Santa Monica Car-Share Will Get Major Boost in 2016


Currently, Zipcar has just over a dozen vehicles in the city. Next year, that number will quadruple to 60. Image via
Currently, Zipcar has just over a dozen vehicles in the city. Next year, that number will quadruple to 60. Image via

The number of car-share vehicles in Santa Monica will more than quadruple next year thanks to an agreement between the city and Zipcar.

While the car-share company currently has 12 vehicles parked at private, off-street parking spaces throughout the city, the City Council in October approved a two-year agreement that could increase that number to 60 in 2016. (Editor’s note: A Zipcar representative contacted Santa Monica Next to say that the number of new cars as well as how many of them will be parked in public spaces and how many will be parked in private spaces had not yet been finalized as of January 4.)

Car-share, like bike-share, allows members to reserve and access vehicles on demand. Users are charged an hourly fee, which includes gas and insurance, or they can pay by the day. Also, at least with Zipcar, they must return the car to the same location.

“Car-share is an important service for people who have made the leap to be a car-light household,” said Francie Stefan, strategic and transportation planing manager for the city.

It gives members the ability to have a car available when they need it without having the burden of cost or storage when they don’t, she said.

A service like car-share is likely to be useful to residents of the city who have one or no car in the household and occasionally need to use one. In 2013, the American Community Survey estimated that about 17 percent of Santa Monica renters didn’t own a vehicle.

But car-share isn’t just for those who don’t own cars. Stefan says that the Zipcar fleet has a variety of vehicle types, and can be useful if you own a smart car, but need a truck or a four-seater for some reason, she said.

Studies have shown that car-share availability can reduce vehicle ownership and increase fuel efficiency, since the vehicles in car-share fleets tend to be more efficient than most privately-owned cars.

Memberships start at $15 a year for the occasional user. That allows you to reserve and use a vehicle starting at $9.50 an hour (or $78 a day), which covers up to 180 miles of daily travel.

Car-share is just part of a much bigger attempt by the city of Santa Monica to create “a new model for mobility,” as City Manager Rick Cole puts it. This mission is one of five strategic initiatives being spearheaded by the city after the City Council in August identified specific policy priorities at a special Sunday retreat.

The other strategic initiatives are: maintaining an inclusive and diverse community, securing local control of the city land occupied by the Santa Monica Airport, taking a leadership role in regional efforts to address homelessness, and continuing the partnership supporting education.

The mobility initiative is a vital one, Stefan said.

“We have an urgent and pressing global need to reduce greenhouse gas emissions,” she said. Not only that, but people who live far away and commute into Santa Monica for work daily are sacrificing time that could be spent with family or recreating, she said.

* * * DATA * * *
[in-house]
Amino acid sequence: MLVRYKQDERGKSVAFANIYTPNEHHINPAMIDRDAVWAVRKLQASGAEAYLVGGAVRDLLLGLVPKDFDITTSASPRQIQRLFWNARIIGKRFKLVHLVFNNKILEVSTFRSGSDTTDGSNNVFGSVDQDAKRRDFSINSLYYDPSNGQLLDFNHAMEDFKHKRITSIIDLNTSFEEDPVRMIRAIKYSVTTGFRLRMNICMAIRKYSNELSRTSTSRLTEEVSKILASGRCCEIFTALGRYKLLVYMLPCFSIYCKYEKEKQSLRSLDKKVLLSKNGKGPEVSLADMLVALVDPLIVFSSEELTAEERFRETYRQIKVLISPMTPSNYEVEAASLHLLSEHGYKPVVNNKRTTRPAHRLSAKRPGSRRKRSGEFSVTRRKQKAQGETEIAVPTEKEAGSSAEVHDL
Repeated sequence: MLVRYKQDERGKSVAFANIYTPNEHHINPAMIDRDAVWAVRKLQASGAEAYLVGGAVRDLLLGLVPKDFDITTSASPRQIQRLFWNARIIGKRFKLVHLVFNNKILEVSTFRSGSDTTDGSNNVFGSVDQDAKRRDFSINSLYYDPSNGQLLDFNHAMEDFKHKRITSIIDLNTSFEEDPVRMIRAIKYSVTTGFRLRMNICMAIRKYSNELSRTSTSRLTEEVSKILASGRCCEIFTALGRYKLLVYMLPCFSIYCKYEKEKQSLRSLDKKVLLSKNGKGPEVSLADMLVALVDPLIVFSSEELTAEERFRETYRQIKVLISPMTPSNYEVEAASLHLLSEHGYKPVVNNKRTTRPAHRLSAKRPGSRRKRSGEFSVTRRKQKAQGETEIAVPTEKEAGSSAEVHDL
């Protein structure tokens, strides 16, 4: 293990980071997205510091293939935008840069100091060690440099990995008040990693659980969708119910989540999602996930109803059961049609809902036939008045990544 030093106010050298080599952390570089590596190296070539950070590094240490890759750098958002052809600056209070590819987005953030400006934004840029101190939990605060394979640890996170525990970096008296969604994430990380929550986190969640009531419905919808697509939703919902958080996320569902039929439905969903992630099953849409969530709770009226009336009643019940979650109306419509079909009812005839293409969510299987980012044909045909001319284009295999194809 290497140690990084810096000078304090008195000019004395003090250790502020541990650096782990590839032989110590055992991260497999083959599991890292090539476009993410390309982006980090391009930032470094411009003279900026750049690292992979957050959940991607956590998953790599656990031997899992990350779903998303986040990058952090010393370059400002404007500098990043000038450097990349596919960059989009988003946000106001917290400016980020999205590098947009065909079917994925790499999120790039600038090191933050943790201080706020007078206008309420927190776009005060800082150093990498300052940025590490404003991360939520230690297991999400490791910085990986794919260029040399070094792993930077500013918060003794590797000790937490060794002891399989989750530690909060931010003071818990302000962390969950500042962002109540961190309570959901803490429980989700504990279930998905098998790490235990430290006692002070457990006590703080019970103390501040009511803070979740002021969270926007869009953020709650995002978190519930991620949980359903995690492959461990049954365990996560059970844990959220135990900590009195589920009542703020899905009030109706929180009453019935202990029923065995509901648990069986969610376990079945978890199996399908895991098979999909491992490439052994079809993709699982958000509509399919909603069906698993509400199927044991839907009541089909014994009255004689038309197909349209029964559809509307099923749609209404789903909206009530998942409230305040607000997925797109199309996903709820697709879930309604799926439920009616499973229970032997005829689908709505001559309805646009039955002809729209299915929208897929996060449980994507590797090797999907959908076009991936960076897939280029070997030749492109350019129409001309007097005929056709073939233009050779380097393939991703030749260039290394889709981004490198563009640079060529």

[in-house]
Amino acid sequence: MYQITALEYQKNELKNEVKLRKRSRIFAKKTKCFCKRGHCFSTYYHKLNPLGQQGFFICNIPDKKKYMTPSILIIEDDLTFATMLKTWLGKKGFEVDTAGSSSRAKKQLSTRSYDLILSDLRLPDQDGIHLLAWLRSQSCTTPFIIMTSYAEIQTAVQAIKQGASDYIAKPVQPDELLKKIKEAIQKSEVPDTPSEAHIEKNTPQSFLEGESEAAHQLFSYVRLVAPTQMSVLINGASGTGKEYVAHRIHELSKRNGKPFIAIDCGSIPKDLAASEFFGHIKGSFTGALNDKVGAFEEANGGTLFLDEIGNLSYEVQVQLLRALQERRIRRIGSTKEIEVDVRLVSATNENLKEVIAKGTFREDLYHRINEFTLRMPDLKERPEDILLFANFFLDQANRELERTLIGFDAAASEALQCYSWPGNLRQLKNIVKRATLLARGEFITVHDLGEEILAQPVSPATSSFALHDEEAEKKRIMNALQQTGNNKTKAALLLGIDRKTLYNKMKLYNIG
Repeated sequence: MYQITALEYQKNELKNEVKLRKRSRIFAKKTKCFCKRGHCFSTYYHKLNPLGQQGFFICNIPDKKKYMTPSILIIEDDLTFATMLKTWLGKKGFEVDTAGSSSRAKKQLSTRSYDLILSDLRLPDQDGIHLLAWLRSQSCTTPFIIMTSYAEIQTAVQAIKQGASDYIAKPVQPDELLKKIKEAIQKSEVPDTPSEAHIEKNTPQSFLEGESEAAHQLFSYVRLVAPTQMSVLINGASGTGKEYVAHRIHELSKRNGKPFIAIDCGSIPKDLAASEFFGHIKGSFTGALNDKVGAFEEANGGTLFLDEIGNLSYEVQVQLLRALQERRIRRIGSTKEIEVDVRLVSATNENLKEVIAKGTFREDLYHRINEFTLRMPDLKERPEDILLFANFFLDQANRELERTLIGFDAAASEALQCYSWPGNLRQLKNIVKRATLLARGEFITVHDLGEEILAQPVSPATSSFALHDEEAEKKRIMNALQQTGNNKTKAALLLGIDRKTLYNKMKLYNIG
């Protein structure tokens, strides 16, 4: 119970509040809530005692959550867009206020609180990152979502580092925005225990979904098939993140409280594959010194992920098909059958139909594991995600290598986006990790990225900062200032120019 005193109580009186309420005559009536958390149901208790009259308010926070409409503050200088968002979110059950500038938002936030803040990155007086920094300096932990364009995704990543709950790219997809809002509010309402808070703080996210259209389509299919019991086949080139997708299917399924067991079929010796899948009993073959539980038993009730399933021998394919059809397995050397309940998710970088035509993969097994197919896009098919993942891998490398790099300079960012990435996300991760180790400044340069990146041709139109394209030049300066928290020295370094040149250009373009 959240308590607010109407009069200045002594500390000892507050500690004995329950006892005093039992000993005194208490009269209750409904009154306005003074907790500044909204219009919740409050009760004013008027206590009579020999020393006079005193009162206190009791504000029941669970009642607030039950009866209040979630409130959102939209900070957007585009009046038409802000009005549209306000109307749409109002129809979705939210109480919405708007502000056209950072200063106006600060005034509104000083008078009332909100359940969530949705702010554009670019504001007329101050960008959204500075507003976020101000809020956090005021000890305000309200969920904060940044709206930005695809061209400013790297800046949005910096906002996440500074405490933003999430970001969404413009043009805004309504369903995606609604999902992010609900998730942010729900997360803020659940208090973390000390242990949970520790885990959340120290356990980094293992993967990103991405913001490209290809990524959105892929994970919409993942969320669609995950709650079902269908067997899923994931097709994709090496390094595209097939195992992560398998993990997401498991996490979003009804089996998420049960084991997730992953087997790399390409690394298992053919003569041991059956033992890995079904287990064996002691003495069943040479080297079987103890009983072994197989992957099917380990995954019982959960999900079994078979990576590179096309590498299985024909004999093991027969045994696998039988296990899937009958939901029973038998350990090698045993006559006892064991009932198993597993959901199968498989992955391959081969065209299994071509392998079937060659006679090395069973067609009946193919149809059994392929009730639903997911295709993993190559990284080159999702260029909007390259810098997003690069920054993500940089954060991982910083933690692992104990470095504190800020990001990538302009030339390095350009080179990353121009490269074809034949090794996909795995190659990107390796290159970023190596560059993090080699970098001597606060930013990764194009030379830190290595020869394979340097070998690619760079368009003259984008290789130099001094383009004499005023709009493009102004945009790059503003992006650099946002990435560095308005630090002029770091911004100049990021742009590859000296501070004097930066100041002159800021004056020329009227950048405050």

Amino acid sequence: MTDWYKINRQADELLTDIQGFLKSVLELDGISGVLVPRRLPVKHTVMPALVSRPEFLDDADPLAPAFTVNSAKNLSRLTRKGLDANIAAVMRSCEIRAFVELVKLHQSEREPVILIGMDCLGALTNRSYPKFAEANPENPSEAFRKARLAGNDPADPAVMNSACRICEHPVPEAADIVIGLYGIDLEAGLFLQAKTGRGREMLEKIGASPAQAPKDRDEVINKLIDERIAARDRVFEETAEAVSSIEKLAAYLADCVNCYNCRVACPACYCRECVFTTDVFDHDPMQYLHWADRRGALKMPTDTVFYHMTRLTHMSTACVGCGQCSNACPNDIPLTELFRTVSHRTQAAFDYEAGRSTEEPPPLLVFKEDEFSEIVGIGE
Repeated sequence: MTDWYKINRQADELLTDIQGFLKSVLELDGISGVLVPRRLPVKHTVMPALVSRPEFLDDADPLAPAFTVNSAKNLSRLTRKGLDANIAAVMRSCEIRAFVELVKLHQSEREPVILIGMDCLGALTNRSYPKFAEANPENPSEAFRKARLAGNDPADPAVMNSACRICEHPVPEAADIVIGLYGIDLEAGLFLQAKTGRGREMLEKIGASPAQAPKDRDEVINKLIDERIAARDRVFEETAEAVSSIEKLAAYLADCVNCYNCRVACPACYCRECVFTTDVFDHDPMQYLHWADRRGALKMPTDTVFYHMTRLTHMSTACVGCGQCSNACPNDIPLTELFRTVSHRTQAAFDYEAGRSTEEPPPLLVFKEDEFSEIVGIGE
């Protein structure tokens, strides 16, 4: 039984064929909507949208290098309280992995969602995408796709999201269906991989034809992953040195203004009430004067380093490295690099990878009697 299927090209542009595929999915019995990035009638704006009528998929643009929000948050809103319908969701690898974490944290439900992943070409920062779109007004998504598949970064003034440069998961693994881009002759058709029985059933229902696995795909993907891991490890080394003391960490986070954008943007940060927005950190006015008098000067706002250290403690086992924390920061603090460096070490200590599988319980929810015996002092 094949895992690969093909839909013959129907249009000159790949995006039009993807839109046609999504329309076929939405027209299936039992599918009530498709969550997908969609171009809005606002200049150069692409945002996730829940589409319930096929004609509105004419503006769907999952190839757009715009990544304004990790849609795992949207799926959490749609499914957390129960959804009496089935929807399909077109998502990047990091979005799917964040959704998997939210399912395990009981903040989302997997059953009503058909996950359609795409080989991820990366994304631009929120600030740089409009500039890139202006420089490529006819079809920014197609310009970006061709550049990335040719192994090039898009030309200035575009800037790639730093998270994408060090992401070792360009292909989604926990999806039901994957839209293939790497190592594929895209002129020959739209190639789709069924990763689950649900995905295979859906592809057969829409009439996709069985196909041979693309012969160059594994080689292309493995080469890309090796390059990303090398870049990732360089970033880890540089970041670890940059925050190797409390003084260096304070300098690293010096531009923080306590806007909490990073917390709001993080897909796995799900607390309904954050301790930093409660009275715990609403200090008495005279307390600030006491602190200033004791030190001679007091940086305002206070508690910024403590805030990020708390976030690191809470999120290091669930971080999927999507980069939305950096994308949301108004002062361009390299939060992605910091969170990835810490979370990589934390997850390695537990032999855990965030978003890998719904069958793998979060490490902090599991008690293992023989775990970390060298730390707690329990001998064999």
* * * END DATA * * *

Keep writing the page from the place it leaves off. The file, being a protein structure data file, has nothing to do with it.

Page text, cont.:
Mobility is “a health, well-being, and quality-of-life issue,” she said. Better commutes can mean more productivity and more time for other life necessities, like exercise and time with family.

Santa Monica launched L.A. County’s first public bike-share system earlier this year, the Expo light rail is bringing passenger train service back to Santa Monica for the first time in more than half a century starting next year, and Big Blue Bus, the municipal public transit agency, is completely realigning its service network to integrate into the coming Expo line. The Big Blue Bus has also recently made its real-time arrival information available to third-party app developers to let riders know when their buses are expected to arrive.

The city is working with private transportation companies like Lyft and Uber to encourage them to work better with government and share data more readily.

Santa Monica is also pushing an aggressive citywide transit demand management plan that would require employers in some parts of the city to get their employees’ average vehicle ridership (AVR, which is a ratio of the average number of people per vehicle) as high as 2.2.

And developers of all new housing will be required to provide incentives for residents to try other modes of transportation besides just cars, including subsidized transit passes.

Santa Monica is also in the process of drafting a pedestrian action plan, modeled on the city’s award-winning bike action plan, that will lay the groundwork for creating safer, more walkable streets throughout Santa Monica.

The mobility initiative is about providing safe and convenient choices for getting around, Stefan said. Car-share is one choice, and bike-share and public transit are others.

“Mobility is at a turning point, with more people demanding choices and proactive strategies to reduce transportation emissions that contribute to global climate change,” she said.

Next year could be a very good year for mobility in Santa Monica and the region.

Jason Islas
Jason Islas
Jason Islas is the editor of Santa Monica Next and the director of the Vote Local Campaign. Before joining Next in May 2014, Jason had covered land use, transit, politics and breaking news for The Lookout, the city’s oldest news website, since February 2011.

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